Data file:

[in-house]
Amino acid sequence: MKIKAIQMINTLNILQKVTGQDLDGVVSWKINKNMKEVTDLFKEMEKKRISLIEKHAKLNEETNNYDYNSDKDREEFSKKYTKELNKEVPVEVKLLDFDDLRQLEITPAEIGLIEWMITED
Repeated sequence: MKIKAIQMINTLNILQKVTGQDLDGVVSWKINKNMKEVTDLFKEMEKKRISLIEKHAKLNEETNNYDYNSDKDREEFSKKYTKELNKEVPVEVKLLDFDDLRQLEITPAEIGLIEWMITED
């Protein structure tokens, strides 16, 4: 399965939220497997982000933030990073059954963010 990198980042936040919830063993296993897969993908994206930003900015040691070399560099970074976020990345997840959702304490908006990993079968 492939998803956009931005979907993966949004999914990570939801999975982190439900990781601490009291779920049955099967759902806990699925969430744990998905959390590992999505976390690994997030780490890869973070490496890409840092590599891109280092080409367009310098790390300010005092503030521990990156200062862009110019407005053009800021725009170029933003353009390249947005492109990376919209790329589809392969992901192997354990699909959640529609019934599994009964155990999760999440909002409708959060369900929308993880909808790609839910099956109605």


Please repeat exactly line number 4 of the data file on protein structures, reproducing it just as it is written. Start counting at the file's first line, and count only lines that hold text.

């Protein structure tokens, strides 16, 4: 399965939220497997982000933030990073059954963010 990198980042936040919830063993296993897969993908994206930003900015040691070399560099970074976020990345997840959702304490908006990993079968 492939998803956009931005979907993966949004999914990570939801999975982190439900990781601490009291779920049955099967759902806990699925969430744990998905959390590992999505976390690994997030780490890869973070490496890409840092590599891109280092080409367009310098790390300010005092503030521990990156200062862009110019407005053009800021725009170029933003353009390249947005492109990376919209790329589809392969992901192997354990699909959640529609019934599994009964155990999760999440909002409708959060369900929308993880909808790609839910099956109605």